As for It’s A Wonderful Life, well, it’s got symbols too.
Composer Jake Heggie and librettist Gene Scheer are one of the two most successful creative teams in American opera today. (The other would be John Adams and Peter Sellars.) Heggie is not afraid of tackling big themes: his first full-length opera was Dead Man Walking, based on a best-selling nonfiction book and film that advocated against capital punishment. Among his other triumphs have been adaptations of The End of the Affair and Moby-Dick. (Yes, you read that right.) So: he picks projects with enormous potential. And singers love his music, which is invariably lyrical, essentially Romantic, firmly tonal, and fits well in the voice. It’s “accessible.”
It doesn’t hurt that Heggie subscribes to American opera’s other central dicta, (1) Keep It “American,” and (2) Don’t Scare the Horses. The horses we’re talking about? Not so much audiences—who vary widely in what they desire or are willing to accept—as commissioning organizations and their network of patrons, which include influential artists. If Houston Grand Opera and, say, Joyce DiDonato like it, it’ll get done. It will be composed, premiered, recorded. It will be re-mounted in San Francisco, Chicago, Paris.
But back to Wonderful Life. How can it lose? Short answer: it can’t. It doesn’t. By the end of the show, we share in the redemption and transfiguration, respectively, of George Bailey and his guardian spirit, Angel Second Class Clara Odbody. We’re happy that George’s kindness and sacrifice have been recognized, that the villain of the piece—old Mr. Potter, evil banker—has been vanquished, and that the little town of Bedford Falls, New York, survives intact, more aware than ever of its own goodness and good fortune.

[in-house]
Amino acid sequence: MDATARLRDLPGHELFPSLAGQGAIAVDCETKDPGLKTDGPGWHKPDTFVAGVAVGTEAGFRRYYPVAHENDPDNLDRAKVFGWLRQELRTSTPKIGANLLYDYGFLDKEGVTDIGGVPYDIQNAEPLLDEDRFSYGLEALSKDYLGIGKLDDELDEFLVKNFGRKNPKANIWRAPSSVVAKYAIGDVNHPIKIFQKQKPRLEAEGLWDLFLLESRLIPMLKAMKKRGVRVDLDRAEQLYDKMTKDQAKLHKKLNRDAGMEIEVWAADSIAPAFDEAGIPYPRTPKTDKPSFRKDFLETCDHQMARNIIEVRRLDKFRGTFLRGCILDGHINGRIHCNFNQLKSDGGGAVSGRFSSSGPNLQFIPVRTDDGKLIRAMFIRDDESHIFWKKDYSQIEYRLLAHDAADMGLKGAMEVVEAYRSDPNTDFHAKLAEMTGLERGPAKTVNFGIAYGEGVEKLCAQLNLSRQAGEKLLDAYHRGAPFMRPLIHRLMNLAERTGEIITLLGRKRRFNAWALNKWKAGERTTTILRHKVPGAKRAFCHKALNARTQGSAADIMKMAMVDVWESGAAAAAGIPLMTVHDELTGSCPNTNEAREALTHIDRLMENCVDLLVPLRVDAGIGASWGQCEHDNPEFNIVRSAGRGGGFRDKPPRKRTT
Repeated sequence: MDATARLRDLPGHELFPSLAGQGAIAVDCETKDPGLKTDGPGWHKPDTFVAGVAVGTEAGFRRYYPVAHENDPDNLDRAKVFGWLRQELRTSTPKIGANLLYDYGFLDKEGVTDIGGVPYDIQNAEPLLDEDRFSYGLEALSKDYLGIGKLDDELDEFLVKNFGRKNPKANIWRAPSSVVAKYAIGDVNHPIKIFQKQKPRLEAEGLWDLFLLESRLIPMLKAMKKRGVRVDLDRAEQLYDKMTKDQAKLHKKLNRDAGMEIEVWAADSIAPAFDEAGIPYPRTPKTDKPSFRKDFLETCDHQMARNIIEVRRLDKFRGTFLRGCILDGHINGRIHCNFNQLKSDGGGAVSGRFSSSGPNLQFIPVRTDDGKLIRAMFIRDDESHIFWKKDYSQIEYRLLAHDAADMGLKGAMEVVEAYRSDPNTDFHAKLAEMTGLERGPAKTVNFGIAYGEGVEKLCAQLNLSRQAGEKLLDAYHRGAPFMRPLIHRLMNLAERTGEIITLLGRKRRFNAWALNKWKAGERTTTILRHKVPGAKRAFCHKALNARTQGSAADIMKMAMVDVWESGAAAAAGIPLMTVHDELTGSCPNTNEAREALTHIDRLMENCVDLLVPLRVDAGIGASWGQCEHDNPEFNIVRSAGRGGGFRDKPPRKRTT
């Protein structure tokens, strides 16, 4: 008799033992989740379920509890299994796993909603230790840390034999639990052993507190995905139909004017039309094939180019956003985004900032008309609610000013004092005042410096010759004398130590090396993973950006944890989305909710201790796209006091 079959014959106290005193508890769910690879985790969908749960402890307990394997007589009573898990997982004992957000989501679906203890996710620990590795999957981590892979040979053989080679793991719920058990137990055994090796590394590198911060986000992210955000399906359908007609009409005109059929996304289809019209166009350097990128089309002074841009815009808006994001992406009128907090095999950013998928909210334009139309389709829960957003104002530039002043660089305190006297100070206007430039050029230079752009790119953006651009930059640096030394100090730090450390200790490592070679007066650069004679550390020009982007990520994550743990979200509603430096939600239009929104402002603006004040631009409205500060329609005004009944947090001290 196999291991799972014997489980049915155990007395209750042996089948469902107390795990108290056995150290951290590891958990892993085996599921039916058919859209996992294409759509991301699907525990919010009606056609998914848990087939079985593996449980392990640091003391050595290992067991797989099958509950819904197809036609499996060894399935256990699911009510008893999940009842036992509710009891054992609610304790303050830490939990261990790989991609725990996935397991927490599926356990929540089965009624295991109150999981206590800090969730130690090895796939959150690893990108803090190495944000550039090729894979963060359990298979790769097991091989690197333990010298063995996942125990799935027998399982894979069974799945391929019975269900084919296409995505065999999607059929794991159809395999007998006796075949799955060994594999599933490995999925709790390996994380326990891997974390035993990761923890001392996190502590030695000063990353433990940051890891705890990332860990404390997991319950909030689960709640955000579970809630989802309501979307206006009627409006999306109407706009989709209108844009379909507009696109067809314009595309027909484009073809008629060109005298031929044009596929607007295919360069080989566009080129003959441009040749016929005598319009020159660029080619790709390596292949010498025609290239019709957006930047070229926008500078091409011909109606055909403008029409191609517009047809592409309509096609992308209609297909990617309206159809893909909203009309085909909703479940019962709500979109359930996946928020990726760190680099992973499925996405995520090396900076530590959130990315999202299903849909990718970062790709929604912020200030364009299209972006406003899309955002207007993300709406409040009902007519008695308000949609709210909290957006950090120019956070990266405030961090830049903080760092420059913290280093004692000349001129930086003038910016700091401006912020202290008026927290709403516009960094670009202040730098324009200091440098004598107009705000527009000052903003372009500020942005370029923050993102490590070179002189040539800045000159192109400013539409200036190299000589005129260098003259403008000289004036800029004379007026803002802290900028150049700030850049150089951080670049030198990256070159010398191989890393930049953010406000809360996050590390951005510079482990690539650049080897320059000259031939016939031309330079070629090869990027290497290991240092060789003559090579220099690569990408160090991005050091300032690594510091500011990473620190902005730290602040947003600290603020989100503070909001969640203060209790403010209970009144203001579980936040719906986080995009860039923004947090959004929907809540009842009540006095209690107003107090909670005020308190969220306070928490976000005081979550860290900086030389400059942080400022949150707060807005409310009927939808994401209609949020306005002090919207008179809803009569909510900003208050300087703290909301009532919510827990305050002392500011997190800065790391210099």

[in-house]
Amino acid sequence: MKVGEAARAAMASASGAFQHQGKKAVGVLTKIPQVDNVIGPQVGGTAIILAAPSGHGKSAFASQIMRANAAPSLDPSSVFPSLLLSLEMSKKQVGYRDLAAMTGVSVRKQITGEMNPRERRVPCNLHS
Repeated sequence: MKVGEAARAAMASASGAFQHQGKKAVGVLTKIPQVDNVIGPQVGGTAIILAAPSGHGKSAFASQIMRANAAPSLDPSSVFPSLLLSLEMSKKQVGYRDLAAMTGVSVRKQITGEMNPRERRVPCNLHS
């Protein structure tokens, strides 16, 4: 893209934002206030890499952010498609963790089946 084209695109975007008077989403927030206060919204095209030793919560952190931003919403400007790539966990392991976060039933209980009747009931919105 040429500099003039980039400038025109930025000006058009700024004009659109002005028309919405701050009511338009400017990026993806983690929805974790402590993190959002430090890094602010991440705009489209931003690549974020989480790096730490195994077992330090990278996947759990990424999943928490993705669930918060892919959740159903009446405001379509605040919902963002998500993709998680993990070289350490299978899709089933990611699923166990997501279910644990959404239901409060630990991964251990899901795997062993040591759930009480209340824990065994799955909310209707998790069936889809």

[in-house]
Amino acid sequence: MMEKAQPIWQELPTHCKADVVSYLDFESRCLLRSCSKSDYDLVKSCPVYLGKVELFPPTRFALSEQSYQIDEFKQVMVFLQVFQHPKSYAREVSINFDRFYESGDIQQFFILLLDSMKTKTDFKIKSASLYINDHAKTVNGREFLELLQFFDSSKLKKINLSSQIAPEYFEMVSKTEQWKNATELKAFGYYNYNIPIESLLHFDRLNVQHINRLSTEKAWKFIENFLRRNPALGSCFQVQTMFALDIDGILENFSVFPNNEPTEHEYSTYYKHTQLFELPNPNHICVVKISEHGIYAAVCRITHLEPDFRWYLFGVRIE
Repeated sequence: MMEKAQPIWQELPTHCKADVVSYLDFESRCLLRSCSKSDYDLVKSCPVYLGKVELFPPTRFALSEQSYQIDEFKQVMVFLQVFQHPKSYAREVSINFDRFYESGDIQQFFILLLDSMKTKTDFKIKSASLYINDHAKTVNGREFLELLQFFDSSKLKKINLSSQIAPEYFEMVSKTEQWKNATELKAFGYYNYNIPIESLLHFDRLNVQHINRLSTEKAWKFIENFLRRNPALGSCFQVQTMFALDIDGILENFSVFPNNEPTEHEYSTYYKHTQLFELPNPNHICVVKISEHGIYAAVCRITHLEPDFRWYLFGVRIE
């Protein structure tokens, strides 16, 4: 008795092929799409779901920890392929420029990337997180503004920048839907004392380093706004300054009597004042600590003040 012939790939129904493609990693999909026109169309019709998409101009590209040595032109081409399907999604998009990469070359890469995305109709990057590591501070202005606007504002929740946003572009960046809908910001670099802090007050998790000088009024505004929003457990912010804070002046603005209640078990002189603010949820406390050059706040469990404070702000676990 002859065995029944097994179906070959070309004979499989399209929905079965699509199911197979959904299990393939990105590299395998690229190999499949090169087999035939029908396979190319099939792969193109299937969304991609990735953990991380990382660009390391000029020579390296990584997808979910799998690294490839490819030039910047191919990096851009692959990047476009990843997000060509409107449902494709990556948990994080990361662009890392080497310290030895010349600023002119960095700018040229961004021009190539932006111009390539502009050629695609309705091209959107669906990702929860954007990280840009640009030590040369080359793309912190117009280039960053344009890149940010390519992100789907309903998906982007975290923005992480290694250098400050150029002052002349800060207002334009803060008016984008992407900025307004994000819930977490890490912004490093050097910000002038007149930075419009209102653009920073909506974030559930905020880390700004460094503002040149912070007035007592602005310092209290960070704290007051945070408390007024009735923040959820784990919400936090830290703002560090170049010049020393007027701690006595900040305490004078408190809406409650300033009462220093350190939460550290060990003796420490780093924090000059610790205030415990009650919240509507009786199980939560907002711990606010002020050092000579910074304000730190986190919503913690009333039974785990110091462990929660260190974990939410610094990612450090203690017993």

Even my curmudgeonly heart found itself awash in benevolent, slightly gooey feelings. That’s in spite of a few rough spots along the way.
Not the performers, and not the SACD, although producer Blanton Alspaugh and Soundmirror’s team don’t entirely overcome the issues inherent in location recording. Patrick Summers leads a polished production with a uniformly fine cast. The principals, especially William Burden (George) and Andrea Carroll (his wife Mary), sing beautifully and contribute apt characterizations (complete cast, production photos here). But then we know these people already. Heggie and librettist Gene Scheer were working with beloved source material. They didn’t want to mess with what had worked for Frank Capra in 1946. Almost every musical sound you hear in the opera seems utterly appropriate to the characters and the dramatic action. Moreover, that music feels appropriate in a familiar, comforting way, since its general style owes a lot to Max Steiner, John Williams, Bernard Herrmann, Dmitri Tiomkin, and similarly capable Hollywood professionals.